Washington, D.C. – Representatives from the broadcasting, cable and consumer electronics industries agreed that consumer education to the digital television transition remains the largest remaining hurdle to its successful completion, and said they will continue to work cooperatively to meet the challenge.
Speaking during a panel discussion at the CEA Washington Forum here Monday, representatives from the Consumer Electronics Association, the National Association of Broadcasters, Public Television and the National Cable and Telecommunications Association (NCTA) said they are each jointly and individually working on projects now to alert consumers to the 2009 change, when analog TV broadcasts will end, leaving only digital signals for free over-the-air programming.
Although a federal coupon program is in place, several panelists feared that funding reserved to aid in reaching out to consumers is inadequate.
John Lawson, Association of Public Television Stations (APTS) president, said his association had conducted some polling of its own on digital television and found that over 60 percent of consumers “have no clue” about the digital television transition.
“You have maybe by our estimates 20 to 21 million households that rely exclusively upon over-the-air television to get their signals. They are not aware of the transition. They are not sure what to do about it and they certainly don’t know about the coupon program or the mechanics of it. There is time, but we need to make a big investment in consumer education to get this thing right,” Lawson said.
Lawson pointed out that Capitol Hill lawmakers only set aside $5 million for consumer education.
“This is an area where the government is taking an enormous risk with the transition,” Lawson said. “The government has an enormous stake in getting this thing right… but $5 million against the need to reach the kind of population you are talking about is grossly inadequate. We asked for $86 million.”
Lawson said Public Television stations will devote time and spectrum to promoting the transition on its stations, but more is needed. “Let’s do it right. You have to invest in getting the word out, in the marketing to make sure this transition is successful, otherwise you could run the risk of this becoming an issue in the 2008 presidential elections,” he said. “That is the danger of the hard date becoming a train wreck and being postponed.”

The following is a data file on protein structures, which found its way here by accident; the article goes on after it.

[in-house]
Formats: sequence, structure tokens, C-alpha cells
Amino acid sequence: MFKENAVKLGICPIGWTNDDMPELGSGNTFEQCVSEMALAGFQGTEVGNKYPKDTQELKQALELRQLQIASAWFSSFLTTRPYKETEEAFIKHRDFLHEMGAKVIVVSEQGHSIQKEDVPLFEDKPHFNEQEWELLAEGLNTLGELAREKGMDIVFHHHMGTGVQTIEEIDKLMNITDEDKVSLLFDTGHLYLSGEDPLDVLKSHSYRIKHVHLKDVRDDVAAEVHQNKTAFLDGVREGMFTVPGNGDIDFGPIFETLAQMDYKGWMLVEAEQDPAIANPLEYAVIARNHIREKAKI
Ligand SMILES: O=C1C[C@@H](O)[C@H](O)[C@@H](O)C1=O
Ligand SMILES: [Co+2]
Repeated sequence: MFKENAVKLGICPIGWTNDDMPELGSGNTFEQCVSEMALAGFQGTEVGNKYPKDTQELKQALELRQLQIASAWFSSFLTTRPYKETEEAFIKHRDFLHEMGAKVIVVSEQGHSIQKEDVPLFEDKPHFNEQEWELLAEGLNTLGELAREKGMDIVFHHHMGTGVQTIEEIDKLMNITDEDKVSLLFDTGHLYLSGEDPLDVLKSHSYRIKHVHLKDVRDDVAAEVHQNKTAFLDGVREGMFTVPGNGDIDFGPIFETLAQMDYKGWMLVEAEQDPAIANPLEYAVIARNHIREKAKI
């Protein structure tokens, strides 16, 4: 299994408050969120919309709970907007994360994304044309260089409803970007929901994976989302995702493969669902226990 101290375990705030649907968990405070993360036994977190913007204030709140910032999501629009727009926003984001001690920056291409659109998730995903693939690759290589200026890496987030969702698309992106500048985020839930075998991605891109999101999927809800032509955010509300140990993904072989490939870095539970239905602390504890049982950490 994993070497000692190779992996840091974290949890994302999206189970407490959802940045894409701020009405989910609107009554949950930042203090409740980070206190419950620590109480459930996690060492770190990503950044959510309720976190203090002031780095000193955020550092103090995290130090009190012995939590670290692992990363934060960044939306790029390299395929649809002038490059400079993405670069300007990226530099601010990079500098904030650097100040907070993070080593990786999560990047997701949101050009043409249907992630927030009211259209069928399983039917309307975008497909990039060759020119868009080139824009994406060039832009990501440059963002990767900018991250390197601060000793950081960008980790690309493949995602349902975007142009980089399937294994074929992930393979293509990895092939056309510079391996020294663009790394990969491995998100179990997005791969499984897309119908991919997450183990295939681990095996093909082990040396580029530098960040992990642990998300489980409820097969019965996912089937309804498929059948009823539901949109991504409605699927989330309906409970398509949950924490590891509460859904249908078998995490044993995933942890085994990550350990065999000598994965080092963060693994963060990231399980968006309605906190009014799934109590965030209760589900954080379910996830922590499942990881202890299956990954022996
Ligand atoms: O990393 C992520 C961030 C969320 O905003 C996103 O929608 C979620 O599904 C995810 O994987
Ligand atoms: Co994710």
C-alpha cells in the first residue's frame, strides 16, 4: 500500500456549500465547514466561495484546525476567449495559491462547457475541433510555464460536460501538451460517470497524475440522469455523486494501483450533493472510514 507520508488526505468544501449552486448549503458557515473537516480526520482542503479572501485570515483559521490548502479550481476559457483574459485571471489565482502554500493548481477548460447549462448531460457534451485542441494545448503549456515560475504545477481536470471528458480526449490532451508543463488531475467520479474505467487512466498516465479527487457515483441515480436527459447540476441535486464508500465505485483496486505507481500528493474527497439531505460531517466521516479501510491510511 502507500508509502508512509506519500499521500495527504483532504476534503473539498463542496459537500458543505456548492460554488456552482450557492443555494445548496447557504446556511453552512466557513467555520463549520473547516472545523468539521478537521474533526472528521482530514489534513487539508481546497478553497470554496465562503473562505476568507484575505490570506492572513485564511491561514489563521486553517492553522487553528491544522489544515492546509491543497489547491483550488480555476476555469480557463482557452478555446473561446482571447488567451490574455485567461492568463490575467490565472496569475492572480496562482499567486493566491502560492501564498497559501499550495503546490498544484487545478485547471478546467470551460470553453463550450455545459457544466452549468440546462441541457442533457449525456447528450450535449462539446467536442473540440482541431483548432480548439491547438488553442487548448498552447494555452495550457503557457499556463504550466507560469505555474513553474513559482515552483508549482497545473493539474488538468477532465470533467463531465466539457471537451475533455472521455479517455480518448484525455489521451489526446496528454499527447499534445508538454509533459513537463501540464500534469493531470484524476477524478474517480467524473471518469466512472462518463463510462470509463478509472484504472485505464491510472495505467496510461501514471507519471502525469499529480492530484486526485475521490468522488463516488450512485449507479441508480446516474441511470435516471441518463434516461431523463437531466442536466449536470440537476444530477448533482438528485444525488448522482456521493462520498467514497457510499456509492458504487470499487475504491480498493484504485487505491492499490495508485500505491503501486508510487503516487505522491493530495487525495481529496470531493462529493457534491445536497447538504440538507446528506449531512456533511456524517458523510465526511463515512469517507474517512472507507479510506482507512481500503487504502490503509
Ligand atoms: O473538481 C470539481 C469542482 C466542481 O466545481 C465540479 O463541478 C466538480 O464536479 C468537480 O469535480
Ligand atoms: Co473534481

Kyle McSlarrow, NCTA president and CEO, said all broadcasters and multi-service operators have to engage in “a massive public service announcement campaign direct to the viewers on their television sets.”
He added that it hasn’t been decided when that would begin, how it would deliver the message or how much would run, but “a pretty large PSA effort has to be part of this mix.”
Gary Shapiro, Consumer Electronics Association president and CEO, questioned the need for more government funding to provide education, adding that “there is fear mongering going on, and frankly this is becoming a political issue. The Democrats are saying the Republicans didn’t give enough money and the Democrats are saying, ‘We need more money.’ ”
“It’s easy to go to government and say we need more money for something, but the question is, is it really needed?” Shapiro asked. “As long as we do our job and let everyone know what their options are… with the combined advertising of the manufacturers, retailers, broadcasters in their PSAs… if 99 percent of Americans don’t know about this transition two days before it occurs, then something is wrong.”
Marcellus W. Alexander Jr., NAB Television executive VP, agreed making the public aware of the transition and telling them what they need to do to continue receiving their signals are the top two priorities going forward for the digital transition. He pointed out that a multi-industry digital television transition coalition is now engaged in that effort.
Transition coalition members include the CEA, NAB, APTS, NCTA, Consumer Electronics Retailers Coalition, LG Electronics, MSTV, broadcast networks, and the Leadership Conference on Civil Rights.
To encourage consumers to act proactively to ensure they don’t lose their signals in February 2009, Lawson said, “consumers have to be made aware of the positive values” of digital television. For a one-time investment in a set-top box, they will be able to receive new channels they are not receiving now,” including new multicasts delivered by Public Television.